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Construction sector accounts for more than half of workplace deaths

Action plans to get sector leaders to improve WSH management and performance

16 March 2011

  1. In the WSH Statistics Report issued by the Workplace Safety and Health Council (WSHC) today, the construction sector accounted for more than half of all work fatalities in 2010. While most sectors have shown improvements, the construction sector has stagnated in the past few years. This calls for serious action to be taken by construction leaders to improve management of safety at worksites.

    Construction leaders must lead the way
  2. The WSH Council will step up efforts to engage construction leaders to transform the way WSH is managed in worksites. The first group of leaders who will lead the way are the 19 developers and contractors which committed to achieving zero injuries through the "Pledge for Zero CEO Commitment Charter" in November 20081. At the Construction CEO roundtable discussion this morning, they committed to take on a stronger leadership role to move construction safety to new heights.

  3. The 19 Pledge for Zero companies have agreed to jointly embark on at least two key initiatives in 2011. First, they will spearhead the Safety and Health Active Review (SHARe) programme for their worksites. SHARe is developed by the WSHC to exert peer influence amongst companies to improve. It involves inter-workplace visits on a thematic approach, such as work at height or crane activities. Through this engagement, the companies will proactively share WSH management systems and good practices. More importantly, they will identify areas of concern, make recommendations and take actions to improve. Second, the companies will be incorporating the Design for Safety (DfS) programme in their new projects in 2011. To facilitate the adoption of DfS, they will be sending relevant personnel for the DfS Coordinator course.
  4. The two initiatives have both short and long-term impact. SHARe will help take immediate positive intervention actions in areas of concern while DfS will design out risks from the planning stage of a project so that workers will not be exposed to unnecessary risks downstream.
  5. Chairman of the WSH Council Construction and Landscaping Committee Jackson Yap said, "The 19 CEOs' commitment to some concrete actions is a good development. As these large companies account for many construction projects locally, they can help set the pace for smaller contractors. But, we need other players to follow this lead. Construction industry leaders must take action to transform the sector and improve WSH and productivity. They must eliminate risks at their worksites immediately. The various Council programmes can help them improve but they must be committed to make the changes."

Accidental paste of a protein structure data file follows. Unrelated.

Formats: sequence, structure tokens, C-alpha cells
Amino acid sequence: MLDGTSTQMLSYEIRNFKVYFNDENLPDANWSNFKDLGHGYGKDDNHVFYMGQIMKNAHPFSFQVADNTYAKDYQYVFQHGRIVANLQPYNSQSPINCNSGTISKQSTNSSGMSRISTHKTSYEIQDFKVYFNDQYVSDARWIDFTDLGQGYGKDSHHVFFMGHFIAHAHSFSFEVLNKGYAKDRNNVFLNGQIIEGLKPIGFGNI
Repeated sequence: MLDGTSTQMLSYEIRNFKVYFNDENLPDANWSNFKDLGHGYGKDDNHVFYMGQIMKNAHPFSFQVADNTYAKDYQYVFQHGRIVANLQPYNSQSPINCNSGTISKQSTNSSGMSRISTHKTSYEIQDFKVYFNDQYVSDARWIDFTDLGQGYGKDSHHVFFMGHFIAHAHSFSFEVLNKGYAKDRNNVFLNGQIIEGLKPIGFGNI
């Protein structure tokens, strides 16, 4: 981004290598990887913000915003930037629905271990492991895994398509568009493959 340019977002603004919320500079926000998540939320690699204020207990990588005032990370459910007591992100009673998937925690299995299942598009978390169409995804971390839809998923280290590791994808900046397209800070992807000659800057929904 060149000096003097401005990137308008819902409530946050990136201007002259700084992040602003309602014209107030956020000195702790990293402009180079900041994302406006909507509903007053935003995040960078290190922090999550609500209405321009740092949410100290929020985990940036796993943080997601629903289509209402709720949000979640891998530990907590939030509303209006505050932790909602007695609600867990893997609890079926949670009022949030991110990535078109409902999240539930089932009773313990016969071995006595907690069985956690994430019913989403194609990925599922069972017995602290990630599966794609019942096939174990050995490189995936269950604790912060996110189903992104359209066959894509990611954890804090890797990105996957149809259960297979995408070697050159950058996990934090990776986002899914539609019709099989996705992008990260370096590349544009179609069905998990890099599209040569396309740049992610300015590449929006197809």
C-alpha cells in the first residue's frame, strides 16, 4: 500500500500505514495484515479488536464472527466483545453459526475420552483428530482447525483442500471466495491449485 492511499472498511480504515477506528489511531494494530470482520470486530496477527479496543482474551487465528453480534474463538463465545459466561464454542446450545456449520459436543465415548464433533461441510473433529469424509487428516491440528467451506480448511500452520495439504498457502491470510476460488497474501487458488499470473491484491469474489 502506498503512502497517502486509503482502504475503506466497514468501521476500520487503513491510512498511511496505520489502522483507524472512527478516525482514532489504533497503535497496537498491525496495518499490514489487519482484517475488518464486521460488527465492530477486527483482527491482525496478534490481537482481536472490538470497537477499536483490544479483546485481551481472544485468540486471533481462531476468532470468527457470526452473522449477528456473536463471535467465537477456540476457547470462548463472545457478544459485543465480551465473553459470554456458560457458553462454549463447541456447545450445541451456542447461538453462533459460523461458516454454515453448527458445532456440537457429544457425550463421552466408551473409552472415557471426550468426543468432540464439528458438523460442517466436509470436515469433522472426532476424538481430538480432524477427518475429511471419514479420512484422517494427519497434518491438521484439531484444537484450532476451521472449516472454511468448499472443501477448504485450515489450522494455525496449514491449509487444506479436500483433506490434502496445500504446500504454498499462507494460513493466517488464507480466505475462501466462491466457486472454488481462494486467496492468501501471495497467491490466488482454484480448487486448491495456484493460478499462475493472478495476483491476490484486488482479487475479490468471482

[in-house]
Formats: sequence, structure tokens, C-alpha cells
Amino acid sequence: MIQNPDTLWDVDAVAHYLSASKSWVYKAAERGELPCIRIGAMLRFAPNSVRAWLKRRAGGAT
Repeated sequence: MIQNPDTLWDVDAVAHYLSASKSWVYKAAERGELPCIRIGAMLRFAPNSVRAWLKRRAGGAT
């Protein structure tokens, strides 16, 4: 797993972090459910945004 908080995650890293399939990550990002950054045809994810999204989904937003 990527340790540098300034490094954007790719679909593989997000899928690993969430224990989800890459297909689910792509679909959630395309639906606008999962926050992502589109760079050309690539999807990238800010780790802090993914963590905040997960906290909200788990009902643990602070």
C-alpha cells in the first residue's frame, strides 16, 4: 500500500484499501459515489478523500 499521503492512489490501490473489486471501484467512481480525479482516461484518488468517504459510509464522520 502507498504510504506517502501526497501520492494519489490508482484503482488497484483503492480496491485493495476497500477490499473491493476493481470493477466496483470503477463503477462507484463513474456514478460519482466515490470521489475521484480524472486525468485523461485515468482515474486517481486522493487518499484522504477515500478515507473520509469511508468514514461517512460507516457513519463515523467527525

Commitment and Performance
  6. As a demonstration of their commitment, the 19 companies2 have upped their WSH investment from $40 million in 2009 to $60 million in 2010. All the companies have also put in place robust WSH management plans for their subcontractors. In terms of WSH performance, the number of construction fatalities contributed by these companies fell from 13 in 2009 to 7 in 2010. The median Accident Frequency Rate (AFR), which measures the number of accidents per million man-hours worked was 0.2, well below the industry AFR of 2.2. Two companies which have performed well are developer Fraser Centrepoint and Singapore’s Tiong Seng Contractors. Both have put many measures in place and did not see any fatalities in 2009 and 2010. Their performance set an example for others to emulate. Please see Annex A1 and A2 for their profiles.

    Focus on SME subcontractors
  7. Another important area that construction leaders will focus on is the management of SME subcontractors. These subcontractors employ the most workers, carry out most of the work and are the direct employers of most injured workers. Ongoing initiatives such as bizSAFE and RMAF have helped some SMEs but more must be done to address the issues they face.
  8. To better help SMEs improve WSH management, the WSHC has commenced a Construction WSH Study. Interviews are being carried out with key stakeholders in the construction value chain to unearth different challenges of various types of work, ranging from heavy construction work to simpler addition and alteration works. WSHC will formulate specific measures and solutions tailored to SMEs based on the study's findings later this year.

    Design for Safety mark
  9. In 2011, the WSHC will introduce the Design for Safety (DfS) Mark - a recognition scheme for developers who have adopted DfS principles in the planning and design stage of buildings. The mark will be awarded on a project basis after an assessment. Details of the scheme are being finalised and will be released later this year.
  10. Please see Annex B for more information on the construction initiatives. Industry stakeholders who want to find out more information about the above initiatives can visit the WSH Council website.

1 The companies committed to achieving zero injuries in their workplaces through adopting various key principles in how they manage WSH organisation-wide. More details in Annex A.

2 There were 20 PfZ companies in November 2008. Marina Bay Sands has since completed its project and will no longer be part of this group.

Annex A1 - Frasers Centrepoint Factsheet
Annex A2 - Tiong Seng Factsheet
Annex B - Factsheet on Construction Initiatives